SOUTHERN HEMISPHERE MEDICAL CAMP MAGAZINE - PACIFIC MEDICAL STUDENTS - DECEMBER 2017 - Squarespace

 
SOUTHERN HEMISPHERE MEDICAL CAMP MAGAZINE - PACIFIC MEDICAL STUDENTS - DECEMBER 2017 - Squarespace
DECEMBER 2017

          N H E M I S P H E R E
SOUTH E R

  MEDICAL CAMP MAGAZINE

 PACIFIC MEDICAL STUDENTS
        ASSOCIATION
SOUTHERN HEMISPHERE MEDICAL CAMP MAGAZINE - PACIFIC MEDICAL STUDENTS - DECEMBER 2017 - Squarespace
Letter from the President:
                           It has been a great pleasure to be the first President of PMSA and I am honoured to
                           be a part of this path breaking association. I whole-heartedly welcome you all to
                                 st
                           our 1 edition of the Southern Hemisphere Medical Camp Magazine.

                           The Pacific Region encompasses a diverse group of nations and whilst some have
                           access to a high level of healthcare facilities, others have health outcomes amongst
the poorest in the world. There is an urgent need to address a range of health issues including infant and child
health, environmental health, response to infectious and non-infectious diseases and disaster preparedness.
As a result, the Pacific Medical Students’ Association brings together MBBS/Postgraduate/MD/PhD
students from across 14 Countries to work collaboratively to address these issue, and to advocate on a global
scale for Pacific Island healthcare. This association was founded in 2016 with a free membership policy for
anyone who wishes to join.

The Association will build upon this foundation, providing opportunities, advocacy and networks between
medical students across the pacific region that will make clear that the practice of medicine transcends
borders and will ensure that in times of great need medical assistance will be provided by all neighbouring
countries.

A primary platform of achieving these goals is through this, the first Southern Hemisphere Medical Camp.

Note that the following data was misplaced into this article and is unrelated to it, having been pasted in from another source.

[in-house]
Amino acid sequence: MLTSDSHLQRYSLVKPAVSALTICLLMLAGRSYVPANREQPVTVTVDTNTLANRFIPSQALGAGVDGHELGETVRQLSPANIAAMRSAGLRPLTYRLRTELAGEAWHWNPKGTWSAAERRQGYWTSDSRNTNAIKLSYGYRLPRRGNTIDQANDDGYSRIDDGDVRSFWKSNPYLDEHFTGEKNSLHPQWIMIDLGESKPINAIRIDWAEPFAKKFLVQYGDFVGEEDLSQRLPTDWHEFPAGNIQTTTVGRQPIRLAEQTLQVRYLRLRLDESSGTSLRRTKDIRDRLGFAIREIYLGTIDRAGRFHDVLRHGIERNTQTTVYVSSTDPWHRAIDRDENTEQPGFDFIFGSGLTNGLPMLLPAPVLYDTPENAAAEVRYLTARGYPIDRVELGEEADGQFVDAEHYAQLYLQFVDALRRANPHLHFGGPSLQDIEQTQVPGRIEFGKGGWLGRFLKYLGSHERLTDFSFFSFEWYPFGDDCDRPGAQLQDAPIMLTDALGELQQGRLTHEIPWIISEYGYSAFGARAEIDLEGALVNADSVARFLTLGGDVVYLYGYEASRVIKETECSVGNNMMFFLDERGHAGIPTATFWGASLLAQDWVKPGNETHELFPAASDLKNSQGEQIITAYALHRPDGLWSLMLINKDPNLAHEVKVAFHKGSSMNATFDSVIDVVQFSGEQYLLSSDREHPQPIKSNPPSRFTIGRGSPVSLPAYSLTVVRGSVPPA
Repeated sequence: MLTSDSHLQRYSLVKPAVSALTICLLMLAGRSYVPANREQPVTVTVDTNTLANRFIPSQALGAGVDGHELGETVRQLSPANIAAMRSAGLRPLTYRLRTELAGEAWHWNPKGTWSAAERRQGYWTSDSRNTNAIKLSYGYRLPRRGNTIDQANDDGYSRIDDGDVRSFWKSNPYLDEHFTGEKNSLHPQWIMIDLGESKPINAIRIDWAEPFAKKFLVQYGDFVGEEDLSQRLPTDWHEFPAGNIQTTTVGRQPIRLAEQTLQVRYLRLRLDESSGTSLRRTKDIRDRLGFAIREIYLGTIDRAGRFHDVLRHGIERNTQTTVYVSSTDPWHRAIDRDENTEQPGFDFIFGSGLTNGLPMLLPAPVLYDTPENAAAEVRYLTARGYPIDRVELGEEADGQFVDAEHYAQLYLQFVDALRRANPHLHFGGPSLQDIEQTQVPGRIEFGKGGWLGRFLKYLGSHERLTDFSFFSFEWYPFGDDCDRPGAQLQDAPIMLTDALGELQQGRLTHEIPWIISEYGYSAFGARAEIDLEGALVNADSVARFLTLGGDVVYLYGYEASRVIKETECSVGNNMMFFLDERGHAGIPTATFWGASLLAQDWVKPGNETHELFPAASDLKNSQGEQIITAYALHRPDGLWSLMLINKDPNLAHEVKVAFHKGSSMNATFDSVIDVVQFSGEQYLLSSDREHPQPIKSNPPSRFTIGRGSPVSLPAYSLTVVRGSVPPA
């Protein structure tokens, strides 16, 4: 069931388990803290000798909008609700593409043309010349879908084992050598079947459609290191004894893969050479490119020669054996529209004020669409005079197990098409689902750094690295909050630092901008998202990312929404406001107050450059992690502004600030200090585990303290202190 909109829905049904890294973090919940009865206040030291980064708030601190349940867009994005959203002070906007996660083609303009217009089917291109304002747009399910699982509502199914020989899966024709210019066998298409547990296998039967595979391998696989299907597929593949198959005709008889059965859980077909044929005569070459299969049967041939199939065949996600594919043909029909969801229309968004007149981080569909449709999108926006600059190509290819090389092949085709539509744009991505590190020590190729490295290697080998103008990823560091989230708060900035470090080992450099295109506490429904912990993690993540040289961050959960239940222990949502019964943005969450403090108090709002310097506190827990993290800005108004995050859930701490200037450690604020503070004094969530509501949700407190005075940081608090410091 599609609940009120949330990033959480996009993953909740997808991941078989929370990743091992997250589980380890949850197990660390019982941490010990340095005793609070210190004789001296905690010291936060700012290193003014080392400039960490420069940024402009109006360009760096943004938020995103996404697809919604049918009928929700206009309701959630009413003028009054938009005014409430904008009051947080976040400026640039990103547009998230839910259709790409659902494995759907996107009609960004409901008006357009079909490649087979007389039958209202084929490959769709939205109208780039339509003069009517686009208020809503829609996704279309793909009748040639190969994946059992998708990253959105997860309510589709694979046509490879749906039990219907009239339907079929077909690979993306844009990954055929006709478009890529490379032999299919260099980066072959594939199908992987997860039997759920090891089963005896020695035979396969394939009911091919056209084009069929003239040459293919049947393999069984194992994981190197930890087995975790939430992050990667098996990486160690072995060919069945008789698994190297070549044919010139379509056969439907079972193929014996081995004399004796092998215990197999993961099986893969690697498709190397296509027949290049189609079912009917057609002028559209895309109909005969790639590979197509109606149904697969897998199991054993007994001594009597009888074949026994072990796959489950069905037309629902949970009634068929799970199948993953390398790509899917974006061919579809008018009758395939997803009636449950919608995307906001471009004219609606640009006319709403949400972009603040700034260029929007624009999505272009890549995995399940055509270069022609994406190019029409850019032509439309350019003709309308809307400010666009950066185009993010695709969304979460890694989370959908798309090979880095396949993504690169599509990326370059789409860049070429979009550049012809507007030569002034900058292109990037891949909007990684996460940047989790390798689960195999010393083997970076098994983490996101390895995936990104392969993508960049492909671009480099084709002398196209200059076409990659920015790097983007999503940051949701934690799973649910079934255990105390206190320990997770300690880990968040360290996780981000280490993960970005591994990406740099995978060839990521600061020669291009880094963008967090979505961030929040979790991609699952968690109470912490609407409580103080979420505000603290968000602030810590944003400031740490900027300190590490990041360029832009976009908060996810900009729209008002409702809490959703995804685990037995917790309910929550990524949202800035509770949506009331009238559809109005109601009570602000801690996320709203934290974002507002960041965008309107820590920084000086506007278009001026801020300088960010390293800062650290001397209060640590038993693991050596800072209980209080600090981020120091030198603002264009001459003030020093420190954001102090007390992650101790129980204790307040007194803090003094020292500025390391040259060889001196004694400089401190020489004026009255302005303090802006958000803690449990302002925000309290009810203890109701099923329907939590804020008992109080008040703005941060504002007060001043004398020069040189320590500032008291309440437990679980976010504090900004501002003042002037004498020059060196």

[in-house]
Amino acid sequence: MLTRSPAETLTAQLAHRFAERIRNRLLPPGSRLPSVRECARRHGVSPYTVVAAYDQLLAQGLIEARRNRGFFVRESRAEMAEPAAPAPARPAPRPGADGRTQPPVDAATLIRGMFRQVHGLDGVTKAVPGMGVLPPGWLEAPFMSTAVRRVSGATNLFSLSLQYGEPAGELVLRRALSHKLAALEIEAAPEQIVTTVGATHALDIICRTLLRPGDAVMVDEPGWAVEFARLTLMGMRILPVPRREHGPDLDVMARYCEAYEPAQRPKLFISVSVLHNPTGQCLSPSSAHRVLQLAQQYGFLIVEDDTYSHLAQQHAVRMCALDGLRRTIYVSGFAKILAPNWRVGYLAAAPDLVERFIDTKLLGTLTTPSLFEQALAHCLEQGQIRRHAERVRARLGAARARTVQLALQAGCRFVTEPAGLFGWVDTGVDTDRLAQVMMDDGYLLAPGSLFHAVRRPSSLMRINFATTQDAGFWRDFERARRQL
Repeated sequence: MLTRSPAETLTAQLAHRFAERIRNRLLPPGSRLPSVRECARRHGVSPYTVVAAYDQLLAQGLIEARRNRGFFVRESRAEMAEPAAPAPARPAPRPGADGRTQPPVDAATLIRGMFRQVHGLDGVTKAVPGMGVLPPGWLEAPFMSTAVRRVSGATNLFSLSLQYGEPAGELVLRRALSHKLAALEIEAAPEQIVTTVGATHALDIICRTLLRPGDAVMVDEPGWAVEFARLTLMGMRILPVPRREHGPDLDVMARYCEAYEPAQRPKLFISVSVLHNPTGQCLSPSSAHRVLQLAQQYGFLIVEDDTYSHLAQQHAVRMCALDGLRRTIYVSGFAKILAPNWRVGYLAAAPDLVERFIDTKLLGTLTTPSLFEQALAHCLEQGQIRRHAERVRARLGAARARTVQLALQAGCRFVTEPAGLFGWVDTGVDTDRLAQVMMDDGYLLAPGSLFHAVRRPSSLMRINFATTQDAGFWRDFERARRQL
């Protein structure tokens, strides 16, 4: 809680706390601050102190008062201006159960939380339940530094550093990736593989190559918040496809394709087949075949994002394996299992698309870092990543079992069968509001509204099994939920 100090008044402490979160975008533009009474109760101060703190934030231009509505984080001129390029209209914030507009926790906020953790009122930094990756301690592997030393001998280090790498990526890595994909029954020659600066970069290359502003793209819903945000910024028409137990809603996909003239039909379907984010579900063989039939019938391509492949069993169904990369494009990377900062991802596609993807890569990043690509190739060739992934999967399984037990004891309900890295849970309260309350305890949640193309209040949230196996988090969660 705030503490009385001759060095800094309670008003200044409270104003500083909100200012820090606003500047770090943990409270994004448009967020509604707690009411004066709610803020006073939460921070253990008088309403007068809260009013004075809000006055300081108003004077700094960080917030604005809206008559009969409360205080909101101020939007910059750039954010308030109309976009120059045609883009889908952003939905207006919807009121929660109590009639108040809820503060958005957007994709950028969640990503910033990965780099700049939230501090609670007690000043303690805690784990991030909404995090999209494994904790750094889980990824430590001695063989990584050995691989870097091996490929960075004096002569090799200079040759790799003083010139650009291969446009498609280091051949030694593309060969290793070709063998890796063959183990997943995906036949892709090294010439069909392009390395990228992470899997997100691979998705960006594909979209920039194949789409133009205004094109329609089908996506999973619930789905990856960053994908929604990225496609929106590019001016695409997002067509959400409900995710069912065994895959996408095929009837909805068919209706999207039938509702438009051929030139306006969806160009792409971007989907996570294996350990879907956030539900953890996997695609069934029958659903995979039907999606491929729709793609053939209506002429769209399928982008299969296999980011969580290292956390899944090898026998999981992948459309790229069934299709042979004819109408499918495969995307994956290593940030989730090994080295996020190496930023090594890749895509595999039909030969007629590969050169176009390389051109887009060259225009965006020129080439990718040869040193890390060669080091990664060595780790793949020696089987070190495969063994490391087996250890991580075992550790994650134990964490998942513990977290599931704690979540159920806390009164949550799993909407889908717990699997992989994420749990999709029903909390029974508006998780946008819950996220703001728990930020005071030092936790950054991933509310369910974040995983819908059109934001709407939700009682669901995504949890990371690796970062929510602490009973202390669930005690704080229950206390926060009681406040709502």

During this camp, students will also receive specialized field training and wilderness skills that will enable
them to actively contribute their medical skills in unfamiliar environments with limited resources, skills they
will be required to utilize during their future practice. We aim to prepare medics for survival and adventure
and build one of the strongest humanitarian education platform across the Pacific.

I am glad to announce during the first year of this operation the following initiatives have been established:

     1.  The Southern Hemisphere Medical Camp
     2.  The Pacific Children Foundation: This program aims to provide educational support to students in
         outer villages and will include renovating a school as part of the SHMC.
     3. The Pacific Medical Students Development Goals: These goals will be formally established during
         the SHMC and are designed to be in line with the Sustainable Development Goals with a specific
         focus on the need for Humanitarian Aid in the Pacific
     4. The Pacific Medical Expert Conference: This conference is designed to form a collaborative
         network of international doctors and local Fijian doctors, with topics of discussion focusing on the
         needs of the Fijian society
     5. Therapeutic Guideline Software Initiative: PMSA has partnered to provide and distribute this
         software to all doctors and medical students in Fiji for free to improve education and access to
         resources.